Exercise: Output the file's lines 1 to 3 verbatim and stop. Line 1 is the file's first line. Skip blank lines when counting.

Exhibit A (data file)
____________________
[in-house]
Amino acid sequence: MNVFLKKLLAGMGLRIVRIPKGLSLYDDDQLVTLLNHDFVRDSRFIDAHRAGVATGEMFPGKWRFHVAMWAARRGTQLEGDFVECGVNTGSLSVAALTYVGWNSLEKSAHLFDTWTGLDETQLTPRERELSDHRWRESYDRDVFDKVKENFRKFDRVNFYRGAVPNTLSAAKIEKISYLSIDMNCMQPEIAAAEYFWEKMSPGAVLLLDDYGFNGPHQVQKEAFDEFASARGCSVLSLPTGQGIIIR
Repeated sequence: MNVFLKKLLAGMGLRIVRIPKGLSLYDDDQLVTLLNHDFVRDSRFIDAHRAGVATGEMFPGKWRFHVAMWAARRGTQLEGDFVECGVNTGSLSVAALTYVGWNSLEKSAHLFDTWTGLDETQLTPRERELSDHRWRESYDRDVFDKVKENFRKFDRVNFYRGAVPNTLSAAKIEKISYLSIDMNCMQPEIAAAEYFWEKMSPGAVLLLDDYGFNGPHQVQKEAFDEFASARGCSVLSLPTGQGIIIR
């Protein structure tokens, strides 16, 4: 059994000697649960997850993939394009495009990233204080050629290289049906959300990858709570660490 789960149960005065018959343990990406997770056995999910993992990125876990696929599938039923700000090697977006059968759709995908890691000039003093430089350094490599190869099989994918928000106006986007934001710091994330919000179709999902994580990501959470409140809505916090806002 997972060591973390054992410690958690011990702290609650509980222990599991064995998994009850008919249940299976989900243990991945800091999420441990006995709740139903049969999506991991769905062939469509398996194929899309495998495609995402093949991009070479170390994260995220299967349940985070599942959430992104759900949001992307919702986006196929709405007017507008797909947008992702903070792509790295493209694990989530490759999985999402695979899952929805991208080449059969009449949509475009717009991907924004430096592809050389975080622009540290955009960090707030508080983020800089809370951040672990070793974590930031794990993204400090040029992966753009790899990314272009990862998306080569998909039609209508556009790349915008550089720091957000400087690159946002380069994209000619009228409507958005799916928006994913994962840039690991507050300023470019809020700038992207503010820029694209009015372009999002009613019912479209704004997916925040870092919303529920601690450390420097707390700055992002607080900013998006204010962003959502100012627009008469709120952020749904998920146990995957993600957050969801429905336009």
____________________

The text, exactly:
[in-house]
Amino acid sequence: MNVFLKKLLAGMGLRIVRIPKGLSLYDDDQLVTLLNHDFVRDSRFIDAHRAGVATGEMFPGKWRFHVAMWAARRGTQLEGDFVECGVNTGSLSVAALTYVGWNSLEKSAHLFDTWTGLDETQLTPRERELSDHRWRESYDRDVFDKVKENFRKFDRVNFYRGAVPNTLSAAKIEKISYLSIDMNCMQPEIAAAEYFWEKMSPGAVLLLDDYGFNGPHQVQKEAFDEFASARGCSVLSLPTGQGIIIR
Repeated sequence: MNVFLKKLLAGMGLRIVRIPKGLSLYDDDQLVTLLNHDFVRDSRFIDAHRAGVATGEMFPGKWRFHVAMWAARRGTQLEGDFVECGVNTGSLSVAALTYVGWNSLEKSAHLFDTWTGLDETQLTPRERELSDHRWRESYDRDVFDKVKENFRKFDRVNFYRGAVPNTLSAAKIEKISYLSIDMNCMQPEIAAAEYFWEKMSPGAVLLLDDYGFNGPHQVQKEAFDEFASARGCSVLSLPTGQGIIIR